I’m past the grouchy stage, I’m past the annoyance of inching toward a normal, rather than slightly emaciated weight, and I’m past the grief over the death of both the every-day streak (seven hundred and fifty, R.I.P.) as well the two-hundred-mile-month streak (twenty-seven, ditto). I’m simply waiting around, trying to figure out when to pull the trigger again. As Tom Petty (and the Heartbreakers) sang way back in 1981, the waiting is the hardest part. When is healed really healed? When can I go back? Gently? When can I hammer it? How long before I cry, “Uncle!” and seek professional help?
After a week’s break with no big improvement, I worried not; after all, it was only a week. The following week brought a bit of a science experiment. It was bad enough to not be running while on our annual trek to Acadia – the carriage roads are simply divine for wonderful miles – but not hiking was entirely out of the question, so hike we did. All that walking up steeply slanted slabs of granite, stretching Mr. Achilles, which I hoped would have a positive effect, sadly didn’t bring on any improvement either. The following week, looking at three straight, with my log feeling lonely, the “To Doctor or Not To Doctor question, which had been percolating for weeks if not months prior, reached the tipping point. I declared the emergency, broke the glass, and phoned up Dr. Foot Doctor.
Lesson to America’s youth: make friends with your doctor. The difference between, “He’ll see you in three weeks” and, “We can slide you in tomorrow” is more valuable than gold. And it found me in his office, catching up on the latest in our respective adventures shortly thereafter.
That which we believe is normal may not be, and Dr. Foot Doctor showed visible alarm at the somewhat misshapen appearance, let alone the tenderness of my battered Achilles, both of which I’d simply grown to live with. Concerned over the possibility of a potential vertical tear, which is not even in the league of severity compared to my severed foot tendon years back but still falls into the category of “simply won’t heal by itself and might need minor surgery”, he sent me packing for the restful donut of our local MRI machine, restful that is if you like construction sites, noisy plumbing, automotive backfires, war, and other similarly quiet entities. After the unreasonably early Saturday imaging appointment, I took defiant delight in leaving the hospital on foot for an easy jog with my local club, knowing they were about to pass by anyway. But I’m a bit ahead of myself.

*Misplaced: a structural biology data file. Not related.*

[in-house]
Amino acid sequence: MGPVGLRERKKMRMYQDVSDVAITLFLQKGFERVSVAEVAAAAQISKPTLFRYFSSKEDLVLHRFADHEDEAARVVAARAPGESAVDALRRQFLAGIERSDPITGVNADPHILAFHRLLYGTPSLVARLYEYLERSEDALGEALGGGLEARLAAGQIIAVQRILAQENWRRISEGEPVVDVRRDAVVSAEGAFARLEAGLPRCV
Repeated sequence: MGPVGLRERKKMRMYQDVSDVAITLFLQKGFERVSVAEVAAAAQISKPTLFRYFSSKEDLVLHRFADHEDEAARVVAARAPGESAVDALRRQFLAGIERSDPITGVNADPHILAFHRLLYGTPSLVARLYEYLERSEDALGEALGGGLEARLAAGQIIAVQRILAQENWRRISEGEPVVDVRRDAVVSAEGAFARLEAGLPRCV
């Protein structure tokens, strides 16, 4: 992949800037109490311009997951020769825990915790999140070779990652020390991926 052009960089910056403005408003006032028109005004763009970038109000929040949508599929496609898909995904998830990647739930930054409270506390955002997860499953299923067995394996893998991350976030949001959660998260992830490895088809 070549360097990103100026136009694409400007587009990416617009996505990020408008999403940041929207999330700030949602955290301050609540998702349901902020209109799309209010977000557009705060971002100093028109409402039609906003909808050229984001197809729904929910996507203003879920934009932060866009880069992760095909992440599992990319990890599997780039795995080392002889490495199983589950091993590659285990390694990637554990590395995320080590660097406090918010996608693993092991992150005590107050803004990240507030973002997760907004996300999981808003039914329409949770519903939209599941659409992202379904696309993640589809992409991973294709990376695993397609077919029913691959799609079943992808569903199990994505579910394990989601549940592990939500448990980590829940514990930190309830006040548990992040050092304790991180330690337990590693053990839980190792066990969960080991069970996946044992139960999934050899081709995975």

Seemingly indescribable topic change: My employer, like many large companies, insists that we all endure mindless ethics training. The most value anyone gets out of it is the fun of deriding the inane videos and certification tests over the modem version of the water cooler. After all, if you didn’t have a moral compass before, no web-based video is going to instill one in you, and if you weren’t smart enough to know not to collaborate with the competition, take bribes, or play Edward Snowden with company secrets, well, you were pretty much a basket case anyway.
But it’s not to say that ethics aren’t important, because they are. It’s just that simple training can’t prepare you for when the questions get hard. And ethics are hard precisely when, well, they’re hard. Like when you’ve been struggling with an injury for over a year and your doctor recommends that you hit it with some oral steroids, because the alternative might well be surgery, and though you know they aren’t the kind of steroids everyone talks about – in fact, you’ve checked this out to be certain because you have to be certain – you’re still somewhat worried as to whether these are within the rules. And these are rules that aren’t just there to catch the modern version of East German Amazon Women, but rules that are based in the ethics of fair play. And you’re close to both of these reasons, because you race on a well-known team with a stellar reputation that you cannot afford to sully no matter how obscure the chances, and because you personally feel disgust at society’s craze to bulk up, diet down, and keep your manliness with testosterone underarm roll-ons that will grow hair on your wife if she comes within twelve feet of you. It’s just not right.